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Ed Cox: Funding inequality is leading to educational inequality

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Last month, George Osborne’s Northern Powerhouse Partnership published a report called Educating the North. 

It rightly draws attention to education as a driver of a strong and sustainable north. Organisation for Economic Co-operation & Development evidence on regional economic development places education as the highest priority for ‘intermediate regions’ like the north.

In starting with early years, the report rightly identifies the source of the northern challenge. Given the strong correlation between early education and outcomes later in life, any efforts to tackle educational inequality must start before children have reached school age.

It is also right to focus on disparity and disadvantage. The highlighted differences in educational attainment between children in deprived and prosperous areas – and differences between boys and girls too – represent challenges.

But such statistics also demonstrate the north should not accept the premise all its education is all bad (as Sir Michael Wilshaw seems to think) or that it needs lots of outside intervention (as the report’s title implies). A home-grown northern schools improvement board, to which the regional skills commissioners must account, is perhaps the report’s best suggestion.

But generally its recommendations are overly dependent on special initiatives and interventions. One might be forgiven for adopting this approach. After all, the London Challenge – a special initiative which at its peak received £40m per annum in special funding – is frequently cited as the model we must emulate.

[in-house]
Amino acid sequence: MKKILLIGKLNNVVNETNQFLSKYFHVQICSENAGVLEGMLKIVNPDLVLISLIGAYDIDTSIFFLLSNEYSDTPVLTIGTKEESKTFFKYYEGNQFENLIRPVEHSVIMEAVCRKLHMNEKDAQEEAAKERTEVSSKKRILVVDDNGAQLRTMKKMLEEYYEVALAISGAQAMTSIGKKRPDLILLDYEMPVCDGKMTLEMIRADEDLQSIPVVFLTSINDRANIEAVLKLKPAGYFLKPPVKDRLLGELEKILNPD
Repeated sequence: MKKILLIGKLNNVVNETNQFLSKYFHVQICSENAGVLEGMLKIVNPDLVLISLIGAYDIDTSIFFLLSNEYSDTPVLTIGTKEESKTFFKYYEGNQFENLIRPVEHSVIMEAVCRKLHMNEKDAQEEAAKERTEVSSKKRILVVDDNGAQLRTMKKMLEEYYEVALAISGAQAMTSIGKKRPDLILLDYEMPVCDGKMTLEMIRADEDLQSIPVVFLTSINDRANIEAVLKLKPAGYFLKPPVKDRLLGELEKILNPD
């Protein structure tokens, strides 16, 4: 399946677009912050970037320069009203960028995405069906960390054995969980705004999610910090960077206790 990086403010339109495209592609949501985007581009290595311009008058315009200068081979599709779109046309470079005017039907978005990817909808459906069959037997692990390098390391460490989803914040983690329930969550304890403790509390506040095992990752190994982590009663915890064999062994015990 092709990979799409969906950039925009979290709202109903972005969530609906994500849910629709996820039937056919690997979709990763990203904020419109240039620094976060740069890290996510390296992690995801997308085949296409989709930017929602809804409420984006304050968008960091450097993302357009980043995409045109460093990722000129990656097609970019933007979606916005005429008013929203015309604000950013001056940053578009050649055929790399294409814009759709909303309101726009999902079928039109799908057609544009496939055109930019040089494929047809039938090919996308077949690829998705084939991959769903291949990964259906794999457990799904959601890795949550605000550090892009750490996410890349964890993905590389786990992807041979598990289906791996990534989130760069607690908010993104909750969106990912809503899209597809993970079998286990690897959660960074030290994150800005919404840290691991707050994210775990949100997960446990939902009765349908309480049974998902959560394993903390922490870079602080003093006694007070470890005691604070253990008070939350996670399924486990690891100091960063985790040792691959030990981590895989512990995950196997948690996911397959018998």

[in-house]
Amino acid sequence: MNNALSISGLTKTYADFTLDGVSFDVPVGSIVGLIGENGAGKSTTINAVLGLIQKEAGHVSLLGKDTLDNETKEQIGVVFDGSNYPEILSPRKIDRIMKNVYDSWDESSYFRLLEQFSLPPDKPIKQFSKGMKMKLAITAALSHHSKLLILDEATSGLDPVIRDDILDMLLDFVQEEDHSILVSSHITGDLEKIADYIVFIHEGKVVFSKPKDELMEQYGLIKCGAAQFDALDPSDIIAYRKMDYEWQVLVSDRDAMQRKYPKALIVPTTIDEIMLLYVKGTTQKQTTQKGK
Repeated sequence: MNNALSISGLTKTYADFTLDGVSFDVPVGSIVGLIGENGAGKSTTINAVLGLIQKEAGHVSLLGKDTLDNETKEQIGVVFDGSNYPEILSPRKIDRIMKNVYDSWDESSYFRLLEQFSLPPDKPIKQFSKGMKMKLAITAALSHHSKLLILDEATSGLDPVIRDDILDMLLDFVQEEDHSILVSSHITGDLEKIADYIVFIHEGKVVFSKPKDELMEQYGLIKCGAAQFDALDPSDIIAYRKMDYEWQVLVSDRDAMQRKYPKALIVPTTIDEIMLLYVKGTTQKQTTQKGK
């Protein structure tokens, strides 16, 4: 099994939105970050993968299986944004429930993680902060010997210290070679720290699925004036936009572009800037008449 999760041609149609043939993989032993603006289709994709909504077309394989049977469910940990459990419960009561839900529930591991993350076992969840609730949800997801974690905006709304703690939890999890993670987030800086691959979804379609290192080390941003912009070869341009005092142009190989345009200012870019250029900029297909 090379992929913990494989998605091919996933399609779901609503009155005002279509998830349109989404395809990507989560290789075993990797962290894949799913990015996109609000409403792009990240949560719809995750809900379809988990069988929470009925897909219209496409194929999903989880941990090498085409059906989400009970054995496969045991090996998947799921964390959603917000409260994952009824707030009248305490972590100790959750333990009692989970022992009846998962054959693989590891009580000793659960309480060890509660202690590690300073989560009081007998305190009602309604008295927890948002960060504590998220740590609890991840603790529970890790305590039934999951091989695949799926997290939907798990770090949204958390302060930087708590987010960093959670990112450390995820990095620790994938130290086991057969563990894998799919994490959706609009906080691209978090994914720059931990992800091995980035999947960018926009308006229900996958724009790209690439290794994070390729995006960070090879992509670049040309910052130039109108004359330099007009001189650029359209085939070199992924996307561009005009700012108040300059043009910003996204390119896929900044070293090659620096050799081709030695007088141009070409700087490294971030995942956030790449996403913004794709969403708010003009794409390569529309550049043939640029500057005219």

But the capital’s success runs much deeper than the London Challenge. For many years now, most schools in the capital have received much more funding per pupil than their norther counterparts.

As the National Association of Head Teachers reported earlier this year, the new formula means per pupil funding in Barnsley is £4,729 compared with £7,840 in Hackney. And sure enough this works: London schools are seeing the highest rates of social mobility and a narrowing of attainment gaps.

Money is not everything but neither can we pretend that great teachers and school leaders are motivated by vocation alone. The argument for discrepancies in the funding formula is that schools in the capital must receive a London weighting if they are to attract and retain the best teachers.

If northern schools want to compete then something must be done to rebalance incentives. We have recommended a ‘Powerhouse Premium’ on a par with London weighting.

The Northern Powerhouse – like a good education – is a prize the nation can ill afford to go without.

But systemic problems require systemic solutions. This seems to be a lesson too few in Westminster are prepared to address.

Ed Cox, director, IPPR North

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